Maintaining a home can be expensive, and many homeowners like to take care of necessary household repairs on their own to avoid the expense of hiring a professional repairman. Unclogging a garbage disposal is one of the tasks homeowners often try to tackle themselves.
While getting rid of a clog it might seem simple, it’s actually more involved than you might think, and is one job that could require electric repair service. If you want to give it a shot yourself first, follow these steps to get a disposal running again.
- Turn off the power source. Before even touching the garbage disposal, it’s essential to first turn off the power. This does not refer to the switch on the wall, but the power switch on the side of the disposal unit located under the sink. If for some reason you can’t locate the power switch, you’ll need to turn off the power supply from the breaker box.
- Check for obstructions. Once the power has been shut off, remove the splash guard from the top of the sink drain and use a flashlight to check for any obvious obstructions. If you spot something, use a pair of pliers or a similar tool to remove it. Never place your bare hand inside a garbage disposal!
- Get the blades moving. If your search for an obstacle comes up empty, you’ll next want to check to make sure the impeller (the area that holds the cutting blades) isn’t jammed with food waste or other materials. Don’t try to use your hand to move the blades; instead, use a long wooden spoon handle to gently wiggle the blades back and forth until they start moving freely when pressure is applied.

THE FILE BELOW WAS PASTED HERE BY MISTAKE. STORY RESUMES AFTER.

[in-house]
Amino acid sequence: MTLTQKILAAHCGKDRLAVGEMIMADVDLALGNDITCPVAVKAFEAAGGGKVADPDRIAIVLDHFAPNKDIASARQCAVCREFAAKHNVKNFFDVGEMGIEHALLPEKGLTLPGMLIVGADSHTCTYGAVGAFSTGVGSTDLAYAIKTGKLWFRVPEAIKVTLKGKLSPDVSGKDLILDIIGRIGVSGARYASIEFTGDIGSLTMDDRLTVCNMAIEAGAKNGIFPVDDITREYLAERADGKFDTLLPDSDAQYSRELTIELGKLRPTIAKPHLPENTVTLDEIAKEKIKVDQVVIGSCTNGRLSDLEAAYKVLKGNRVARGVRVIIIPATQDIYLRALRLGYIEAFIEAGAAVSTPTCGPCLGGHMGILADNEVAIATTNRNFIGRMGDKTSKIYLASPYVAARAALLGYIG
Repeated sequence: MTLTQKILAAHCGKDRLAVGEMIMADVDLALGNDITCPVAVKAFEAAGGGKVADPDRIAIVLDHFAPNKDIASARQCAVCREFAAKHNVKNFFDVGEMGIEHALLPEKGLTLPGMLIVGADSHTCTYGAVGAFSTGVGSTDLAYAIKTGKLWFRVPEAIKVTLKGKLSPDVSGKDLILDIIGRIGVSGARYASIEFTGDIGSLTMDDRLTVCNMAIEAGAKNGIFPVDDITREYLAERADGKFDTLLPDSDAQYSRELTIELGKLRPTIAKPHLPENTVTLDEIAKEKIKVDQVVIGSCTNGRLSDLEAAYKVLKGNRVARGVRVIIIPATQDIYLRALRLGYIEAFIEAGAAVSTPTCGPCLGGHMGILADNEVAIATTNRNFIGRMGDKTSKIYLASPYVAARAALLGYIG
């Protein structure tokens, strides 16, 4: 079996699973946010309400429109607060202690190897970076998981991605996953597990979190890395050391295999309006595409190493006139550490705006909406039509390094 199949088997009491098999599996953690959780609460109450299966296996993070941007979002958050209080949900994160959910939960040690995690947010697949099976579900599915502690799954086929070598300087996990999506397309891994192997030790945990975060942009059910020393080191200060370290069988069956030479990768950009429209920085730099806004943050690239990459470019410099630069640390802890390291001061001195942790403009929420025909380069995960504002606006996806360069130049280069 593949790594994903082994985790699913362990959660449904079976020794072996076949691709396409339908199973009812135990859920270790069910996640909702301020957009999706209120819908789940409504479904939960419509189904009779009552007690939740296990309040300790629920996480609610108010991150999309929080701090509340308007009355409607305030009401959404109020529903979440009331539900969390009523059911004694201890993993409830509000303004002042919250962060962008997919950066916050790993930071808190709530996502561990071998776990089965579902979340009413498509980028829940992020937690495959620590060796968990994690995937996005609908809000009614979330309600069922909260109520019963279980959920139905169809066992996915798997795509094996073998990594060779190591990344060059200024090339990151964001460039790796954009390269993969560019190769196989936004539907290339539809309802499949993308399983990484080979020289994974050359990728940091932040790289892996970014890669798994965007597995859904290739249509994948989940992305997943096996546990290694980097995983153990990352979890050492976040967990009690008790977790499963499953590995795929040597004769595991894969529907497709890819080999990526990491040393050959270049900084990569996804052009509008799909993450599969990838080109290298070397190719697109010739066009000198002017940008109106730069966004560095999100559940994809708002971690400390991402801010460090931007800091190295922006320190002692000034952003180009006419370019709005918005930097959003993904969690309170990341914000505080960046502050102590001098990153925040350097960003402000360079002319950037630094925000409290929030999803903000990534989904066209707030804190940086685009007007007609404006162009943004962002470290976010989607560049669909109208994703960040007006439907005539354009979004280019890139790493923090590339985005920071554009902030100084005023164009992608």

- Take a break. Once the blades start spinning easily again, give it about 15 minutes before turning the power back on. This will give the motor a chance to cool down. If the motor was already cool before you unstopped the drain, this waiting period can be waived.
- Give it a test run. With the motor cool and the power back on, it’s time to test the disposal to make sure it’s working again. Be aware that stuffing food waste down the drain is not the way to do it; if the clog is still there, this will just make the situation worse. Instead, take a step back, flip the switch on and listen. If you hear the familiar sound of the blades whirring, then you’ve succeeded in unclogging the drain. A humming sound with no blade movement indicates the clog is still there. Other noises you’re not familiar with could be evidence of further problems.
Need a Hand? Call Handyman Connection
If you’re having disposal issues and want to ensure that the job’s done right, give Handyman Connection a call at 1-800-88-HANDY. Once you’ve set up a consultation with one of our experienced handyman contractors, they will be able to inform you of any necessary repairs and provide you with a free estimate!